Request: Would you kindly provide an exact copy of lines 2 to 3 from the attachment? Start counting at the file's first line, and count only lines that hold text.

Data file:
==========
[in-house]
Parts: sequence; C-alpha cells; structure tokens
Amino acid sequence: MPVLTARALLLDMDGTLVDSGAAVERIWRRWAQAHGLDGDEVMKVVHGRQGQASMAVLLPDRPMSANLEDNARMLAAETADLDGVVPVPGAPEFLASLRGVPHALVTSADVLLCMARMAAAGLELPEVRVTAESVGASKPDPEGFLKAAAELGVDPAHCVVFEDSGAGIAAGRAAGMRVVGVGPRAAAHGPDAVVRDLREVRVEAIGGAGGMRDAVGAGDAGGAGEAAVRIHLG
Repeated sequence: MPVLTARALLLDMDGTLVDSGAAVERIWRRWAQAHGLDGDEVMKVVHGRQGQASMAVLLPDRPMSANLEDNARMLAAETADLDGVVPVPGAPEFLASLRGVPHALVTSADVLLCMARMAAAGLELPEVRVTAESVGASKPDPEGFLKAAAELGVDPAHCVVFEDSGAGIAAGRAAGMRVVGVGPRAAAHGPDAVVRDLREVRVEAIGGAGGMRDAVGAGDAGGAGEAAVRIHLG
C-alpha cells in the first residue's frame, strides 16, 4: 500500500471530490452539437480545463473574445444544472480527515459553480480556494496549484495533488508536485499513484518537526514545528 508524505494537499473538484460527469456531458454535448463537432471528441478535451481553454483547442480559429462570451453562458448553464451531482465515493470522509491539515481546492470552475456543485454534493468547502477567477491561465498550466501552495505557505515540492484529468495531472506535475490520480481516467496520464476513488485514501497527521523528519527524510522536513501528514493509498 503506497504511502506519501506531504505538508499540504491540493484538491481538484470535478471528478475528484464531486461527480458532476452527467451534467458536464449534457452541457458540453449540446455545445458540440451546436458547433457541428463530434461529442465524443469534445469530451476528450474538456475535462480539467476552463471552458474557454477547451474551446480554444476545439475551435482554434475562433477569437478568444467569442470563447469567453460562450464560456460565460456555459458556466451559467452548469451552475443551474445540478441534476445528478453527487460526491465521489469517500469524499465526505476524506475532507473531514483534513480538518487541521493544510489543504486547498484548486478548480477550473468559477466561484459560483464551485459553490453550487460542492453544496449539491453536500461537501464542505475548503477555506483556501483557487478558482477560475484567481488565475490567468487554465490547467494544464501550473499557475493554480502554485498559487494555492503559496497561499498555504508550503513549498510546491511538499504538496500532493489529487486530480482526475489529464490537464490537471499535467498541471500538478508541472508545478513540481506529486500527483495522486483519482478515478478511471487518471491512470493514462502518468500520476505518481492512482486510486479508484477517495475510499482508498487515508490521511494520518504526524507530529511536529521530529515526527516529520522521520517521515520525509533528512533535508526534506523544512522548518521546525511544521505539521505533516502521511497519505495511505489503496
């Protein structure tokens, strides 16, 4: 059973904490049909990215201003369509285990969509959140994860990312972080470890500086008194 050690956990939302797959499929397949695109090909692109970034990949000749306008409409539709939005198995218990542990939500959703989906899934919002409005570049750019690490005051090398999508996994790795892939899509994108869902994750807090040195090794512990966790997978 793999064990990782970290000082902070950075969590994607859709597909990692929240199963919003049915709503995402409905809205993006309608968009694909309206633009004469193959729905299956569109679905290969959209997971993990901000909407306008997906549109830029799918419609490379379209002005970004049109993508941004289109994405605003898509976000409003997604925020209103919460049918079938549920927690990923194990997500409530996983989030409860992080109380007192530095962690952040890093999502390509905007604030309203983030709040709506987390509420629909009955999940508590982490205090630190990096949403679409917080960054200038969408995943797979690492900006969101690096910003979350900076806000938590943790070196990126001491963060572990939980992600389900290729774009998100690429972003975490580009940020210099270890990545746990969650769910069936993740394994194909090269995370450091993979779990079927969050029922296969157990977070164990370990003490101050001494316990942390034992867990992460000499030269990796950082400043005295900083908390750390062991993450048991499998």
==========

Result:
Parts: sequence; C-alpha cells; structure tokens
Amino acid sequence: MPVLTARALLLDMDGTLVDSGAAVERIWRRWAQAHGLDGDEVMKVVHGRQGQASMAVLLPDRPMSANLEDNARMLAAETADLDGVVPVPGAPEFLASLRGVPHALVTSADVLLCMARMAAAGLELPEVRVTAESVGASKPDPEGFLKAAAELGVDPAHCVVFEDSGAGIAAGRAAGMRVVGVGPRAAAHGPDAVVRDLREVRVEAIGGAGGMRDAVGAGDAGGAGEAAVRIHLG